History of the Columbus murals
Letter to the Editor | Tuesday, February 12, 2019
To the Editor of The Observer:
The decision by Fr. John Jenkins, President of the University of Notre Dame, to cover the Columbus Murals in the Main Building is both shocking and appalling. I applaud the Wall Street Journal piece by Mr. Bermudez, a Peruvian-American Catholic, for pointing out a number of profound truths: “the facts do not add up to rash charges” against Christopher Columbus; “tearing down Columbus monuments has been the work of hateful fringe groups in this country for decades” and finally, “the real target is the Catholic faith itself.” In fact, Columbus brought “missionaries who showed millions of people the path to salvation.”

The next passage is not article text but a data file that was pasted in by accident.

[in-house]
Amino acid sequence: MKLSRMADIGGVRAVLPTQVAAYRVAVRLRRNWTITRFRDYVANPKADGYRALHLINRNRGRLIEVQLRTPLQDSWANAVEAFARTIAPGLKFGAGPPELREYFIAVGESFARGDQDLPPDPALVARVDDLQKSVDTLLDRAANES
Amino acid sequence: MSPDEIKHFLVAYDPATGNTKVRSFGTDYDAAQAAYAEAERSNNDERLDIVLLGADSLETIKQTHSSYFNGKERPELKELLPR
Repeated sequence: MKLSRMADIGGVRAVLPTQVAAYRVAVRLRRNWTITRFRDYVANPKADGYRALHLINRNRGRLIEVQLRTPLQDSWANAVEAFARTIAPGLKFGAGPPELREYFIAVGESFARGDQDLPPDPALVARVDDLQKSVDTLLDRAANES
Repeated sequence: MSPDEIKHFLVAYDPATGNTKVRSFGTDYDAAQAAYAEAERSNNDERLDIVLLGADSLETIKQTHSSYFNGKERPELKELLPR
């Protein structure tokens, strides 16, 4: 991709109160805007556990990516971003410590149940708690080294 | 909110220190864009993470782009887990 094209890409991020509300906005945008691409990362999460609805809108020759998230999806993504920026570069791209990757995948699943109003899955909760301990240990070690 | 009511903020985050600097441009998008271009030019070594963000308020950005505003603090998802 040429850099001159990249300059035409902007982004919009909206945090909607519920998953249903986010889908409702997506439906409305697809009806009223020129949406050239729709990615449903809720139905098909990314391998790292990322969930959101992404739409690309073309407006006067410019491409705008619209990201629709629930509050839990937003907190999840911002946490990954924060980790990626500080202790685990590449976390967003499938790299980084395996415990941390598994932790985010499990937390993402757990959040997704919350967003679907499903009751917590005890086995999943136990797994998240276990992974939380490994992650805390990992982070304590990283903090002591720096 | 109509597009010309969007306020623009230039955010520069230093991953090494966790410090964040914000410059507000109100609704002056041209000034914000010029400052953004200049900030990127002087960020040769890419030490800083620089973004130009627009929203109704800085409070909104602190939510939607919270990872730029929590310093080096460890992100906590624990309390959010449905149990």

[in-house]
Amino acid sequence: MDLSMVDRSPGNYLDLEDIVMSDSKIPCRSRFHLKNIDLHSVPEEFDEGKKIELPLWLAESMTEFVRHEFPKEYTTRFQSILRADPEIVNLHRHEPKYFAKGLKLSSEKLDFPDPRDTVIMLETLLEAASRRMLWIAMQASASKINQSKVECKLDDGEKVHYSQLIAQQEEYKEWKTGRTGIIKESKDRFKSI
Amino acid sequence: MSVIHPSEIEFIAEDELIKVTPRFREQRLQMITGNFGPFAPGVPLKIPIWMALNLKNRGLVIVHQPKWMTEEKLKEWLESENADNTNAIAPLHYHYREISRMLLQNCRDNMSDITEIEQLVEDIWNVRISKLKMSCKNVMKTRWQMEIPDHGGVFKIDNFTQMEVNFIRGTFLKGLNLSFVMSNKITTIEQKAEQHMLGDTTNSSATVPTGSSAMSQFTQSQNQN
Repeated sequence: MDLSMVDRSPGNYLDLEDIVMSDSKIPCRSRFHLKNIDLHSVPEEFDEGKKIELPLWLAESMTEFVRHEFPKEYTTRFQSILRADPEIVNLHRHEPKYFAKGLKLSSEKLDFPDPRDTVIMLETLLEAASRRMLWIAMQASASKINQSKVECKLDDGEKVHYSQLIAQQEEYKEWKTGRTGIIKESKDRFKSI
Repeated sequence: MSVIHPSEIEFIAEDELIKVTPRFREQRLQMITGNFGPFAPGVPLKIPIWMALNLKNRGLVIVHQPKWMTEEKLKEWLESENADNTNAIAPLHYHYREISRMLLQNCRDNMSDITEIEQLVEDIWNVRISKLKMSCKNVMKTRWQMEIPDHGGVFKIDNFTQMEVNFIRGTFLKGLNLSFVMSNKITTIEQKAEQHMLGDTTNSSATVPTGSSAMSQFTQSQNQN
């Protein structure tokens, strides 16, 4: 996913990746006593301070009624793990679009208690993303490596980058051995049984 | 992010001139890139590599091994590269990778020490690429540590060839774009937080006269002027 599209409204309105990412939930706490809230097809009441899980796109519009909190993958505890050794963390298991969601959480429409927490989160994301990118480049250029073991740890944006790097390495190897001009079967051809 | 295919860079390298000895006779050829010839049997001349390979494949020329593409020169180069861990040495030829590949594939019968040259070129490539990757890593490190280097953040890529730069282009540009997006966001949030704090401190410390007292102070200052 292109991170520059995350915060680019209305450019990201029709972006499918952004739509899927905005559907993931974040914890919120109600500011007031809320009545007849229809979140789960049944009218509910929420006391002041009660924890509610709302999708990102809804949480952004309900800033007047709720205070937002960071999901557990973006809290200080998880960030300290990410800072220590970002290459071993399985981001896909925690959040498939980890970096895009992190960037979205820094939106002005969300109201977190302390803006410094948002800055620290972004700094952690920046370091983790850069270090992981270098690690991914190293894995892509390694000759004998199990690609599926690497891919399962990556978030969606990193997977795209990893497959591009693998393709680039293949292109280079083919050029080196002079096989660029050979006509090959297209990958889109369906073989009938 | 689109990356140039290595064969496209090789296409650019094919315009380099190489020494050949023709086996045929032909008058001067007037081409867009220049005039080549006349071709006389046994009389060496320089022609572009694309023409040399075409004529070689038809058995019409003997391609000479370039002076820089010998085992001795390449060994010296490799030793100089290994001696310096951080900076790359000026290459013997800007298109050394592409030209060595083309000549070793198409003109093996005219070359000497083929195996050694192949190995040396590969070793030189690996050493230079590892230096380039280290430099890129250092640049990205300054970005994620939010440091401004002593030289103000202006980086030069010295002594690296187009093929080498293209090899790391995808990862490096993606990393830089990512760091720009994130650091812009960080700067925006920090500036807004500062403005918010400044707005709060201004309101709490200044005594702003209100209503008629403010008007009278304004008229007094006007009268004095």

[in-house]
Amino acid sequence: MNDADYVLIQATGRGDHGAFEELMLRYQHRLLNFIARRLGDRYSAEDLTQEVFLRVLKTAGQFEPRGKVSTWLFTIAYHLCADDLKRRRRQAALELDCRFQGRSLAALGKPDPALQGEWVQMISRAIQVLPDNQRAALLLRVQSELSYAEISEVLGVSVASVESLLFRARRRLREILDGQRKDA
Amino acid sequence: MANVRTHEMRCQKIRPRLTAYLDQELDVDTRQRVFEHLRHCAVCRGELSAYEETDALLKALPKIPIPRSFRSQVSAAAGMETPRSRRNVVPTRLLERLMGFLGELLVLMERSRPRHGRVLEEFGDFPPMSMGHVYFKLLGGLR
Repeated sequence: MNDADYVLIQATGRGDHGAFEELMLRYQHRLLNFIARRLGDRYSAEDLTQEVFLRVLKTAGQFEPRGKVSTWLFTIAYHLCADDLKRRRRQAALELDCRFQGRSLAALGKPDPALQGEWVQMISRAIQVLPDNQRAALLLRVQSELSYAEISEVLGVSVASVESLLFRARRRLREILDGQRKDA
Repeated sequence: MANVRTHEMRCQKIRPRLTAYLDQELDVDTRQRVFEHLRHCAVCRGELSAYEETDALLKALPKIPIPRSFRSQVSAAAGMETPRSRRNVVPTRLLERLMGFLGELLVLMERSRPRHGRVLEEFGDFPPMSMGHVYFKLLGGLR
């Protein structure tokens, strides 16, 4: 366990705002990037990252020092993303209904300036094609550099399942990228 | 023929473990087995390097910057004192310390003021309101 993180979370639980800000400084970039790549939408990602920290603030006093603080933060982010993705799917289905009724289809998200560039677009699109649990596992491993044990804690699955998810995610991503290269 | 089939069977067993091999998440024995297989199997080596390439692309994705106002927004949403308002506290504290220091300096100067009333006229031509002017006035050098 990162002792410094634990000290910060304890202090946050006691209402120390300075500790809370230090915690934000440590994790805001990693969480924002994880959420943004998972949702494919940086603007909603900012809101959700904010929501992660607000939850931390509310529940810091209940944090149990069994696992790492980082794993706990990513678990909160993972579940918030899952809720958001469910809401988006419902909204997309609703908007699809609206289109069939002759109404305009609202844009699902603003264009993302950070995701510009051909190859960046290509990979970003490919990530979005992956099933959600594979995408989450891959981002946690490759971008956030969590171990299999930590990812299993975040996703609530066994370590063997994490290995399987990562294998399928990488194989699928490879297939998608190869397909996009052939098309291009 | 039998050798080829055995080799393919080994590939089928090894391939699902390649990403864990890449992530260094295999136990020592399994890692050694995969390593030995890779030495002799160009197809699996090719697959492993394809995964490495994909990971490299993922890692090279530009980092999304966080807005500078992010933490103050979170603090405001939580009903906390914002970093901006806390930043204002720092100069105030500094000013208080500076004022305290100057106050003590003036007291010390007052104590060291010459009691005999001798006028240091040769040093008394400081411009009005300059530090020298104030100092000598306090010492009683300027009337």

That was likewise the mission of Fr. Edward Sorin, CSC, the founder of the University of Notre Dame which sits on land that once belonged to indigenous people. One would think that Fr. Jenkins and the students at Notre Dame would know and understand the history and beauty of the building.
The second Main Building at Notre Dame burned to the ground in 1879. Fr. Sorin ordered the construction of a new Main Building and it was Fr. Sorin himself who, in 1880, commissioned Professor Luigi Gregori, the Italian artist in residence to paint the beautiful Columbus Murals. Fr. Sorin considered these paintings to be a celebration of the introduction of the Catholic faith to the Americas.
Now some groups, to whom Fr. Jenkins has capitulated, are imposing their false narrative on beautiful and inspirational artwork that belongs to the Notre Dame community, not Fr. Jenkins or them.
The real truth is that Fr. Jenkins’ obliteration of the Columbus Murals by covering them is a terrible attack on Notre Dame’s founder, the history of Notre Dame and on the Catholic faith itself.
Class of ’70, ’73
The views expressed in this Letter to the Editor are those of the author and not necessarily those of The Observer.